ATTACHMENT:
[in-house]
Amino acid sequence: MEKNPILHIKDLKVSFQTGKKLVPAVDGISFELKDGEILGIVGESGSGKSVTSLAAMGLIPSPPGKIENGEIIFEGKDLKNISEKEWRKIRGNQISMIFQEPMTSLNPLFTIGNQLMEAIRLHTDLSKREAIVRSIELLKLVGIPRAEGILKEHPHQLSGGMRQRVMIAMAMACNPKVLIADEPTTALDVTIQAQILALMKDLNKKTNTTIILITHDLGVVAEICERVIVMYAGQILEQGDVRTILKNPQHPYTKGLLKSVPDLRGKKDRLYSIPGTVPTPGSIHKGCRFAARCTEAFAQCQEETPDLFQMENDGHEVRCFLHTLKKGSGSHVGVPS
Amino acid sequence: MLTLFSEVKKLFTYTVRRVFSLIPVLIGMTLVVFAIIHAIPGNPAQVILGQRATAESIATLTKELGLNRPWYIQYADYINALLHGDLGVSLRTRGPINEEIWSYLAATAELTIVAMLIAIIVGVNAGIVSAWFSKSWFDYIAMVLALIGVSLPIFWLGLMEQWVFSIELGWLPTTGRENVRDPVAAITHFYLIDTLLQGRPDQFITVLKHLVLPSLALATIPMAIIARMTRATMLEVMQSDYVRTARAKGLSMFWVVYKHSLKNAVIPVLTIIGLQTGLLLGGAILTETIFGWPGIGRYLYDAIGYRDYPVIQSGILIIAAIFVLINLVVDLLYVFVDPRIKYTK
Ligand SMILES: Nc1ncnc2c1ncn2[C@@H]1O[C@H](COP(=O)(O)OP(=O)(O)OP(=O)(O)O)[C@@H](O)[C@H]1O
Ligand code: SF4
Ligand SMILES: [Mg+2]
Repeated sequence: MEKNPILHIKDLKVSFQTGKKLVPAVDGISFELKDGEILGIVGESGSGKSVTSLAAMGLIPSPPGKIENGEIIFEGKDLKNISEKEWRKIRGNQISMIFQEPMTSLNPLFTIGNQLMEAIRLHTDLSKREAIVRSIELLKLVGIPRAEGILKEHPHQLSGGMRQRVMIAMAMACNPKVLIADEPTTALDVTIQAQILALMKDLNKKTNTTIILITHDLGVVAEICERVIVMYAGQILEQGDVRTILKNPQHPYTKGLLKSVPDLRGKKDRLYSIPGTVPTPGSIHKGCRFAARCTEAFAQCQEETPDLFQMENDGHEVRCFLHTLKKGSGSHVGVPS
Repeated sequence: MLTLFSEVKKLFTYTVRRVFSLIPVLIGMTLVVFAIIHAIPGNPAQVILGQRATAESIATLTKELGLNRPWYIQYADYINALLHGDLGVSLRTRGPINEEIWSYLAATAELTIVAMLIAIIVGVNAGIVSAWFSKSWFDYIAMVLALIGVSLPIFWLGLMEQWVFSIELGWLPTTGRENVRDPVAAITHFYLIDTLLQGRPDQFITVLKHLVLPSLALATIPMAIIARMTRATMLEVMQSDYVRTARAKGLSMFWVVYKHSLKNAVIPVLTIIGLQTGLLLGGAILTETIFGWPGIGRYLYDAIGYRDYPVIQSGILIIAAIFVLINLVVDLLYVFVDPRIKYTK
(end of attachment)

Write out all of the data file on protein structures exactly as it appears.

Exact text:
[in-house]
Amino acid sequence: MEKNPILHIKDLKVSFQTGKKLVPAVDGISFELKDGEILGIVGESGSGKSVTSLAAMGLIPSPPGKIENGEIIFEGKDLKNISEKEWRKIRGNQISMIFQEPMTSLNPLFTIGNQLMEAIRLHTDLSKREAIVRSIELLKLVGIPRAEGILKEHPHQLSGGMRQRVMIAMAMACNPKVLIADEPTTALDVTIQAQILALMKDLNKKTNTTIILITHDLGVVAEICERVIVMYAGQILEQGDVRTILKNPQHPYTKGLLKSVPDLRGKKDRLYSIPGTVPTPGSIHKGCRFAARCTEAFAQCQEETPDLFQMENDGHEVRCFLHTLKKGSGSHVGVPS
Amino acid sequence: MLTLFSEVKKLFTYTVRRVFSLIPVLIGMTLVVFAIIHAIPGNPAQVILGQRATAESIATLTKELGLNRPWYIQYADYINALLHGDLGVSLRTRGPINEEIWSYLAATAELTIVAMLIAIIVGVNAGIVSAWFSKSWFDYIAMVLALIGVSLPIFWLGLMEQWVFSIELGWLPTTGRENVRDPVAAITHFYLIDTLLQGRPDQFITVLKHLVLPSLALATIPMAIIARMTRATMLEVMQSDYVRTARAKGLSMFWVVYKHSLKNAVIPVLTIIGLQTGLLLGGAILTETIFGWPGIGRYLYDAIGYRDYPVIQSGILIIAAIFVLINLVVDLLYVFVDPRIKYTK
Ligand SMILES: Nc1ncnc2c1ncn2[C@@H]1O[C@H](COP(=O)(O)OP(=O)(O)OP(=O)(O)O)[C@@H](O)[C@H]1O
Ligand code: SF4
Ligand SMILES: [Mg+2]
Repeated sequence: MEKNPILHIKDLKVSFQTGKKLVPAVDGISFELKDGEILGIVGESGSGKSVTSLAAMGLIPSPPGKIENGEIIFEGKDLKNISEKEWRKIRGNQISMIFQEPMTSLNPLFTIGNQLMEAIRLHTDLSKREAIVRSIELLKLVGIPRAEGILKEHPHQLSGGMRQRVMIAMAMACNPKVLIADEPTTALDVTIQAQILALMKDLNKKTNTTIILITHDLGVVAEICERVIVMYAGQILEQGDVRTILKNPQHPYTKGLLKSVPDLRGKKDRLYSIPGTVPTPGSIHKGCRFAARCTEAFAQCQEETPDLFQMENDGHEVRCFLHTLKKGSGSHVGVPS
Repeated sequence: MLTLFSEVKKLFTYTVRRVFSLIPVLIGMTLVVFAIIHAIPGNPAQVILGQRATAESIATLTKELGLNRPWYIQYADYINALLHGDLGVSLRTRGPINEEIWSYLAATAELTIVAMLIAIIVGVNAGIVSAWFSKSWFDYIAMVLALIGVSLPIFWLGLMEQWVFSIELGWLPTTGRENVRDPVAAITHFYLIDTLLQGRPDQFITVLKHLVLPSLALATIPMAIIARMTRATMLEVMQSDYVRTARAKGLSMFWVVYKHSLKNAVIPVLTIIGLQTGLLLGGAILTETIFGWPGIGRYLYDAIGYRDYPVIQSGILIIAAIFVLINLVVDLLYVFVDPRIKYTK